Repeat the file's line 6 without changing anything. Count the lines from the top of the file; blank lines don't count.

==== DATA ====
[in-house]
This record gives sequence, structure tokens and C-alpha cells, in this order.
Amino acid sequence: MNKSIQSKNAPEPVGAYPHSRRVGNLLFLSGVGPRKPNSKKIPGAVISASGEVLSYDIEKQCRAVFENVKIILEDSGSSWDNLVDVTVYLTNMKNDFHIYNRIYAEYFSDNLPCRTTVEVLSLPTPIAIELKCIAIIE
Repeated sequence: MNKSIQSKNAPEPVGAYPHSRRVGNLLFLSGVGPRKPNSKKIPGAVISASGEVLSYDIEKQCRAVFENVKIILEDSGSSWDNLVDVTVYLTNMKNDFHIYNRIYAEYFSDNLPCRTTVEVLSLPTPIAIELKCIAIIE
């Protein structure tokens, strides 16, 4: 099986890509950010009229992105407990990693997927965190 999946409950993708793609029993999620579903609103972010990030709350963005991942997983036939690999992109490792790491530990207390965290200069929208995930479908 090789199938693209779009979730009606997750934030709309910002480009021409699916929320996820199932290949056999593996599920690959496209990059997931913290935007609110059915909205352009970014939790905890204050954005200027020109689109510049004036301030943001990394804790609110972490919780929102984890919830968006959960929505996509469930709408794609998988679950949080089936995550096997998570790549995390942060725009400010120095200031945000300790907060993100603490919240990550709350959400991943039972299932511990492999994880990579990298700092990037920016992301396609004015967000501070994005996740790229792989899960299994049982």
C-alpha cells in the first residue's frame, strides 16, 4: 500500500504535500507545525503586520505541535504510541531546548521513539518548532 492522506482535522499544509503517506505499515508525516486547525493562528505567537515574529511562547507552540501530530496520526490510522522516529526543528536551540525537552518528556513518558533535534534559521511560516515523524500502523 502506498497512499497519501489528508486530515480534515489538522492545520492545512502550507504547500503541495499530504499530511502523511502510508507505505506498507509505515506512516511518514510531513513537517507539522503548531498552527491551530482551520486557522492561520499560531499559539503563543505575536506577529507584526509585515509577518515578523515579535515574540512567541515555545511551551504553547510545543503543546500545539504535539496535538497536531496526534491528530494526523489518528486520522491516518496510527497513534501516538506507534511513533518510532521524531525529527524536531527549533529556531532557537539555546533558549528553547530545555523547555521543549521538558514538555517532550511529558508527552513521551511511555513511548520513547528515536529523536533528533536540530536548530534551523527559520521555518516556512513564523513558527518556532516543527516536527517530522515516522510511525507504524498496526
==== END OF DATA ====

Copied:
C-alpha cells in the first residue's frame, strides 16, 4: 500500500504535500507545525503586520505541535504510541531546548521513539518548532 492522506482535522499544509503517506505499515508525516486547525493562528505567537515574529511562547507552540501530530496520526490510522522516529526543528536551540525537552518528556513518558533535534534559521511560516515523524500502523 502506498497512499497519501489528508486530515480534515489538522492545520492545512502550507504547500503541495499530504499530511502523511502510508507505505506498507509505515506512516511518514510531513513537517507539522503548531498552527491551530482551520486557522492561520499560531499559539503563543505575536506577529507584526509585515509577518515578523515579535515574540512567541515555545511551551504553547510545543503543546500545539504535539496535538497536531496526534491528530494526523489518528486520522491516518496510527497513534501516538506507534511513533518510532521524531525529527524536531527549533529556531532557537539555546533558549528553547530545555523547555521543549521538558514538555517532550511529558508527552513521551511511555513511548520513547528515536529523536533528533536540530536548530534551523527559520521555518516556512513564523513558527518556532516543527516536527517530522515516522510511525507504524498496526